New York Natural Heritage Program
Cloud Sedge
Carex haydenii Dewey
Monocots
Carex haydenii Troy Weldy
Family: Sedge Family (Cyperaceae)

State Protection: Endangered
listed species are those with: 1) 5 or fewer extant sites, or 2) fewer than 1,000 individuals, or 3) restricted to fewer than 4 U.S.G.S. 7 minute topographical maps, or 4) species listed as endangered by U.S. Department of Interior.

Federal Protection: Not Listed

State Rarity Rank: S1S2
A State Rarity Rank of S1S2 means: Critically Imperiled or Imperiled in New York - Especially or very vulnerable to disappearing from New York due to rarity or other factors; typically 20 or fewer populations or locations in New York, very few individuals, very restricted range, few remaining acres (or miles of stream), and/or steep declines. More information is needed to assign a single conservation status.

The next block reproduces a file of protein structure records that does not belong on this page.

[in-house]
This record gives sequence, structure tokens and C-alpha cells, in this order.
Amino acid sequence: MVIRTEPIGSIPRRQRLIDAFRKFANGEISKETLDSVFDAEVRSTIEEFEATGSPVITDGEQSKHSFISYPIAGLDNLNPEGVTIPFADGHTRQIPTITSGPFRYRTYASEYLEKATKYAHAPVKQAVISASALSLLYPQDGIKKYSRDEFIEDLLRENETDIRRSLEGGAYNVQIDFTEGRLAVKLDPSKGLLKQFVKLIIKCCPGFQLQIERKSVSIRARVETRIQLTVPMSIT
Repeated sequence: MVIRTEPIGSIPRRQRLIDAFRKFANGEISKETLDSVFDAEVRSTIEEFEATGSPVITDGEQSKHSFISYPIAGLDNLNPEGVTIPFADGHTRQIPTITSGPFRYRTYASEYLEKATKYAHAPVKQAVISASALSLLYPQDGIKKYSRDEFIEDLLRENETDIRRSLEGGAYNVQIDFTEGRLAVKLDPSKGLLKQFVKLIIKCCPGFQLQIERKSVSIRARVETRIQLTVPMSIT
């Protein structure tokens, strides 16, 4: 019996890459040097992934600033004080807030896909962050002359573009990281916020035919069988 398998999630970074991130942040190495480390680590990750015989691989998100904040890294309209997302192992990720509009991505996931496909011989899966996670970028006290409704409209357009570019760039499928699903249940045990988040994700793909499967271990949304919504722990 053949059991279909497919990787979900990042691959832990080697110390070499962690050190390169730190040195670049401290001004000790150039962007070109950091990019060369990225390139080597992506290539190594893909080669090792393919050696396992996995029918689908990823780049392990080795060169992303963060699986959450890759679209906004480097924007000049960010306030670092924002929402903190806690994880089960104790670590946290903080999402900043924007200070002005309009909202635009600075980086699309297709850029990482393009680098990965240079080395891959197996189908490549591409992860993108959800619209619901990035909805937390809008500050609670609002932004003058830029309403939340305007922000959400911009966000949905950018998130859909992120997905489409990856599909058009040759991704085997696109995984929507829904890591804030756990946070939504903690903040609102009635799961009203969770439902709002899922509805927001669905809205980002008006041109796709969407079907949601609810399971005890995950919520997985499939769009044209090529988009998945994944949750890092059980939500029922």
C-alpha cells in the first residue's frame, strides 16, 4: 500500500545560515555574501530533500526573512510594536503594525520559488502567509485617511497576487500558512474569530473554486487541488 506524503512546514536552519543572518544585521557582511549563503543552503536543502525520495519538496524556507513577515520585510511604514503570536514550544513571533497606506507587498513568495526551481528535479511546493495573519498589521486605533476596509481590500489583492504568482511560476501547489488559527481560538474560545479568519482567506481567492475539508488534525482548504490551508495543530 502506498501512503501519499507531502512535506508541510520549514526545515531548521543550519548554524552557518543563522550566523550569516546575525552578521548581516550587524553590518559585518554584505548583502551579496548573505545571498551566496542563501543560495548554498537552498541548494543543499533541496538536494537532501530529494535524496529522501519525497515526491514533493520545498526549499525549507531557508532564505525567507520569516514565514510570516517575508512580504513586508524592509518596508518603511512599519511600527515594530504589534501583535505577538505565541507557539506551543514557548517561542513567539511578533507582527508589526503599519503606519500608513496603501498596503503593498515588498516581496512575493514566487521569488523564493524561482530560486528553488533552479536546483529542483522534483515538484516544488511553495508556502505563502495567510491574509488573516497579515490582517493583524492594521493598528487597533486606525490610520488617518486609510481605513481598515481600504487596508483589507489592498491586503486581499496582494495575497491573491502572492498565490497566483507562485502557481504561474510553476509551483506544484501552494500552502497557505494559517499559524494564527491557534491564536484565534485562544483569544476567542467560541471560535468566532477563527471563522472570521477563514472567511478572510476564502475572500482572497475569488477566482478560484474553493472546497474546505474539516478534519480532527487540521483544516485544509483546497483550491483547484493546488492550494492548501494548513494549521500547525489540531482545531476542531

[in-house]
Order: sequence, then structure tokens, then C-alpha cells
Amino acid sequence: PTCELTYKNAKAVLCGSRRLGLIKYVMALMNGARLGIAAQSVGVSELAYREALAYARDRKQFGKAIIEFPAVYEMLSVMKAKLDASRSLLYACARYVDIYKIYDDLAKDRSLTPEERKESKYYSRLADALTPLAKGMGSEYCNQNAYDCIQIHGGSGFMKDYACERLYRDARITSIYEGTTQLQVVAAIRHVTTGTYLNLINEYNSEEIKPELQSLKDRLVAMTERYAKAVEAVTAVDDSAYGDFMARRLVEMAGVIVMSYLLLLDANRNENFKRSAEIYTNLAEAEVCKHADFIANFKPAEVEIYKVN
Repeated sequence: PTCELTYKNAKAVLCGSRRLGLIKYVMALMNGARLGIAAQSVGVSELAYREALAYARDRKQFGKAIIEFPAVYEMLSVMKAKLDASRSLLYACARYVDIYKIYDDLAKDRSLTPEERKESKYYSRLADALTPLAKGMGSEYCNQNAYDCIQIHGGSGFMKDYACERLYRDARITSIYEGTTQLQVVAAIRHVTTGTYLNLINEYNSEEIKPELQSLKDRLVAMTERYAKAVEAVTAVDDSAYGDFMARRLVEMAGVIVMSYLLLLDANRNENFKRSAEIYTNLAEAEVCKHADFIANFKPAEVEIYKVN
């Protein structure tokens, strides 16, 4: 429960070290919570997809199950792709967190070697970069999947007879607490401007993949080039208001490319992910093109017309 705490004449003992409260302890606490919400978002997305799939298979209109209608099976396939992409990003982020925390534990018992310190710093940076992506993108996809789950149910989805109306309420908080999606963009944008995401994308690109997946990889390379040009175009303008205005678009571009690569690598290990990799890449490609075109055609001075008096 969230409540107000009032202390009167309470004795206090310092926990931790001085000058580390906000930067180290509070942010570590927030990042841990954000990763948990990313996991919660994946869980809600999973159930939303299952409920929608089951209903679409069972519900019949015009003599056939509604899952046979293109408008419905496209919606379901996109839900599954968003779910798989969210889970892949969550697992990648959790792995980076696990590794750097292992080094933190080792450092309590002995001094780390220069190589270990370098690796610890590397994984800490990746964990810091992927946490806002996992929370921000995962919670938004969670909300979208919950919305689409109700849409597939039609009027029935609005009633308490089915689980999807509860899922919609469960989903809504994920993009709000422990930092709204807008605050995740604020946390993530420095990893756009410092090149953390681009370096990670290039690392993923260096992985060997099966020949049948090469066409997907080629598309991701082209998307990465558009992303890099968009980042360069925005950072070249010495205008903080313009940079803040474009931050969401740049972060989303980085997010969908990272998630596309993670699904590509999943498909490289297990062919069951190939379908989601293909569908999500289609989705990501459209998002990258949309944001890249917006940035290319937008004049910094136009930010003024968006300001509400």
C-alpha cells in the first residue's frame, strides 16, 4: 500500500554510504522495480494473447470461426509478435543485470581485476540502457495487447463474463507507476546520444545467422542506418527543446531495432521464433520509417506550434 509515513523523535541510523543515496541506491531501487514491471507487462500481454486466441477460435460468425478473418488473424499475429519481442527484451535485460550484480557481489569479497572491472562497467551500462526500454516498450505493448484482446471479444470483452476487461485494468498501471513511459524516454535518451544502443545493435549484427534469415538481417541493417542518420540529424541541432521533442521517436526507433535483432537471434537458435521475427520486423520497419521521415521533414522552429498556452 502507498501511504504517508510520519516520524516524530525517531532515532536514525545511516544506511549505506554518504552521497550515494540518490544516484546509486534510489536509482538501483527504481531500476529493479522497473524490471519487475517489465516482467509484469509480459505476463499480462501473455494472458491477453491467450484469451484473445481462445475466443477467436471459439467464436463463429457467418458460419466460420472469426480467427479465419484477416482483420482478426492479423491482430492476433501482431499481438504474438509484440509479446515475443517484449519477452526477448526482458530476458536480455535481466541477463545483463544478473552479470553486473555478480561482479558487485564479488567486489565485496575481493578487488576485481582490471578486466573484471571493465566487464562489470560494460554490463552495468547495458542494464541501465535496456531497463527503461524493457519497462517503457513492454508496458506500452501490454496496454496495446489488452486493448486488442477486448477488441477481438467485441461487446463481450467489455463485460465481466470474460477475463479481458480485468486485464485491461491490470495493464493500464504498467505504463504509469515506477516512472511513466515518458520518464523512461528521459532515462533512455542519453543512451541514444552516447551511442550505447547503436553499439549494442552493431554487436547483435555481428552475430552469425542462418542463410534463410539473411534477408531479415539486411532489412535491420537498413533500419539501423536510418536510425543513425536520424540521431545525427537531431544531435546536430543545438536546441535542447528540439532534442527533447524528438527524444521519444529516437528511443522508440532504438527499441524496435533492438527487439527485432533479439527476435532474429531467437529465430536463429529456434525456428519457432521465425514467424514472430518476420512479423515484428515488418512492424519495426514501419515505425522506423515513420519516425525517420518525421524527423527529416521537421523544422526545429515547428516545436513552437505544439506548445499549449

Global Rarity Rank: G5
A Global Rarity Rank of G5 means: This species is demonstrably secure globally, though it may be quite rare in parts of its range, especially at the periphery.


Did you know?
Although Carex haydenii is often mistaken for Carex stricta or vice versa, the two may not be very closely related (Standely et al. 2002). The specific epithet haydenii is named in honor of Ferdinand Vandeveer Hayden, 1829-1887, who discovered this species (Fernald 1970).

State Ranking Justification [-]
There are five known populations and at least eight historical sites. In New York, it is a plant of open habitats of bogs/poor fens, moist meadows, and seasonally wet soils. It is easily confused with Carex stricta and possibly overlooked because of its similarity with this very common tussock sedge. Range-wide there have been observations that this plant is decreasing due to habitat conversion and land use changes. While there have not been enough surveys to support this downward trend within New York, there is no evidence to suggest the same decline is not happening.

Short-term Trends [-]

Long-term Trends [-]